Gregor and Grete’s Transformation in The Metamorphosis by Franz Kafka Essay

Gregor and Grete’s Transformation in The Metamorphosis by Franz Kafka Essay

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Franz Kafka wrote the short story Metamorphosis in 1912. No one can truly know what he aimed to accomplish with the story, but it is thought he wrote it to demonstrate the absurdity of life. The story is written with a very simplistic undertone, ignoring how completely ludicrous the situation that Gregor Samsa and his family are in. Metamorphosis is most often thought of in the scientific meaning of the word, which according to dictionary.com is a profound change in form from one stage to the next in the life history of an organism. It is also defined as a complete change of form, structure, or substance, as transformation by magic or witchcraft or any complete change in appearance, character, circumstances, etc. This word is generally reserved for describing how a caterpillar turns into a butterfly, a good analogy for the process of metamorphosis. It brings to mind a pleasant event, very unlike what Gregor and his family experience. We as readers only get to see things through Gregor’s eyes. Does this skew our understanding of the story, and how do Gregor and Grete’s metamorphoses differ, and how are they alike?
To fully understand this story, it’s important to have some background information on Franz Kafka. He was born into a German speaking family in Prague on July 3rd, 1883. He was the oldest of six children. His father Harmann Kafka was a business man. His mother Julie Kafka was born into a wealthy family. Kafka considered the vast differences in his paternal and maternal relatives as a “split within himself” (Sokel 1). Kafka felt that “the powerful, self-righteous, and totally unselfconscious personality of his father had stamped him with an ineradicable conviction of his own inferiority and guilt” (Sokel 1). He felt the o...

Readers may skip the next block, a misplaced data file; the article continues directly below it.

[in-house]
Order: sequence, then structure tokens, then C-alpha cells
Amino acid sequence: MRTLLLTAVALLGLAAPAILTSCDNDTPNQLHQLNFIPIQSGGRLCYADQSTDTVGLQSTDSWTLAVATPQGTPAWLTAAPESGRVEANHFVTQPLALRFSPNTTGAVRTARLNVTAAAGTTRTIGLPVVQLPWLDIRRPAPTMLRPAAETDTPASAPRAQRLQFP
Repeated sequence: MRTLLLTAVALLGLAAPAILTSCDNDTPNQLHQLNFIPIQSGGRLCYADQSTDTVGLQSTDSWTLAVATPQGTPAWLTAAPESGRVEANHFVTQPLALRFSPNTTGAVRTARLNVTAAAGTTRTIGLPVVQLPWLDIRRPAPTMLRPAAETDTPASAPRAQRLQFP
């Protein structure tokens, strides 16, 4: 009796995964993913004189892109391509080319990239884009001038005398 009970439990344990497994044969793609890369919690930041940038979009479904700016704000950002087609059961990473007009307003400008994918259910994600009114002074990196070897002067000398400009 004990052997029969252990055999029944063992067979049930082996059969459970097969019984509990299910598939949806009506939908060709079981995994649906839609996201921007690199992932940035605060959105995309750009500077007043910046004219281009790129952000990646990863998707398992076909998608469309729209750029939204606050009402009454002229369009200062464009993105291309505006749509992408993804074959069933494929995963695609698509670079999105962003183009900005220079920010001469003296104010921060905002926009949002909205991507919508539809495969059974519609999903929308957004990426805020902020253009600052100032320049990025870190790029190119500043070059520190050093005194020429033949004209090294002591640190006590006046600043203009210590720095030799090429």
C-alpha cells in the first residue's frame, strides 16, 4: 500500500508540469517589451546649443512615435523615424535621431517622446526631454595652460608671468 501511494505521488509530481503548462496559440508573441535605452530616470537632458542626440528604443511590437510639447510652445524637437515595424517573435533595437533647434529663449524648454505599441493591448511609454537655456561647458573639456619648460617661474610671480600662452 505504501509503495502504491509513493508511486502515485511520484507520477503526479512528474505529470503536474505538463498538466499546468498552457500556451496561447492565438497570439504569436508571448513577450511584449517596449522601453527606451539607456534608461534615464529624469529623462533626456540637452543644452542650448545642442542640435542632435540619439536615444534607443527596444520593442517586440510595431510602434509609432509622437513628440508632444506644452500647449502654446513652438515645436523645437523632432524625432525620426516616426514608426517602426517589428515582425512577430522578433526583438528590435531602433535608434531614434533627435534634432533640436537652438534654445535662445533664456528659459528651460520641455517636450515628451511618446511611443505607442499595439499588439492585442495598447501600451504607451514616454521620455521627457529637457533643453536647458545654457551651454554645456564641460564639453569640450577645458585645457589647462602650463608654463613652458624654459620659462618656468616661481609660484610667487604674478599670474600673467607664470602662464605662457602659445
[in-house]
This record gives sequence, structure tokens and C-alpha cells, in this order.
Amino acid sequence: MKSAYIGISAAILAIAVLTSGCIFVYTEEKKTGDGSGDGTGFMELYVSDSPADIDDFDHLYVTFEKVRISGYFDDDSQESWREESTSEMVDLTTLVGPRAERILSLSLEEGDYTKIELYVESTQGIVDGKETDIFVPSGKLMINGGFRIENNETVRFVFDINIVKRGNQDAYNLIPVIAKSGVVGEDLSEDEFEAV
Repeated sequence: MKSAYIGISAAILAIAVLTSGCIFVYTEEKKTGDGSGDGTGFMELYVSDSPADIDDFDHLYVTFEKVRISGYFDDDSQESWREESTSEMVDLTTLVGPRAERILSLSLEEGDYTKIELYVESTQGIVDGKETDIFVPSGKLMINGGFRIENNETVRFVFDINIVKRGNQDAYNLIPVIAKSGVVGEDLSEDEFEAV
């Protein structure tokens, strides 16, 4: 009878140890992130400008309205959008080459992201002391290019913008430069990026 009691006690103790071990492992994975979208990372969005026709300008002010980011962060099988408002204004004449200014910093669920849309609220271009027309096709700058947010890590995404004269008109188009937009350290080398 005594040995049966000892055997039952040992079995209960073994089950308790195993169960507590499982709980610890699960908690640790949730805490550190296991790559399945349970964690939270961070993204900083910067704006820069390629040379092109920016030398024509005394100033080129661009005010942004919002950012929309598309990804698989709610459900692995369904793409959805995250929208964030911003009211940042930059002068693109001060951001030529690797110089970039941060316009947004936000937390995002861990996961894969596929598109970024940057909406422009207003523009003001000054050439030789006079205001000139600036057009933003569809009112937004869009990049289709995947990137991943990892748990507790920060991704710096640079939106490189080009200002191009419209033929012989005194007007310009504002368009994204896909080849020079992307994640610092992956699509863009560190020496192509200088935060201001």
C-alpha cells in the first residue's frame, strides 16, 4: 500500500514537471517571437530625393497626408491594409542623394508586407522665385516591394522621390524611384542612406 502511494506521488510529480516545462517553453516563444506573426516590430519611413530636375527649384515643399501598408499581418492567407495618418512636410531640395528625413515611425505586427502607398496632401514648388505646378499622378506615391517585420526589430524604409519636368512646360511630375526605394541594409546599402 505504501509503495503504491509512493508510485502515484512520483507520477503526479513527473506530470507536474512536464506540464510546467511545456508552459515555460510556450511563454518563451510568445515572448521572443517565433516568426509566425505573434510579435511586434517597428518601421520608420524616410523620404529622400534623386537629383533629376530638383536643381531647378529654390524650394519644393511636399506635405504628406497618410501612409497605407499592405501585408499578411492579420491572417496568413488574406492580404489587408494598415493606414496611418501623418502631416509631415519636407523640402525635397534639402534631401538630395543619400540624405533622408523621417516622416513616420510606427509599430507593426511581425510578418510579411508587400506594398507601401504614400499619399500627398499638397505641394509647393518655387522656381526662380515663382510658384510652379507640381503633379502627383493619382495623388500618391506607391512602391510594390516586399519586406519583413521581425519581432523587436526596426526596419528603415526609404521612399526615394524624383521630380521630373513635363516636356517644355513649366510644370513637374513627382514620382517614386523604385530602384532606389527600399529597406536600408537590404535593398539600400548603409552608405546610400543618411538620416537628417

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...regor dies, while Grete lives. We as readers will never know the true reason behind Kafka’s Metamorphosis, but it is a masterpiece. It relates surprisingly well to today’s society even though it was written between 1912 and 1915. The topic of metamorphosis is really universal, we as humans are constantly changing, growing and evolving.





Works Cited

Aldiss, Brian W. “Franz Kafka: Overview.” St. James Guide to Science Fiction Writers. Ed. Jay P. Pederson. 4th ed. New York: St. James Press, 1996.
Goldfarb, Sheldon. “Critical Essay on ‘The Metamorphosis’.” Short Stories for Students. Ed. Jennifer Smith. Vol. 12. Detroit: Gale Group, 2001.
Ryan, Michael P. “Samsa and Samsara: Suffering, Death and Rebirth in ‘The Metamorphosis.’.” The German Quarterly72.2 (Spring 1999): 133-152. Rpt. in Short Story Criticism. Ed. Janet Witalec. Vol. 60. Detroit: Gale, 2003

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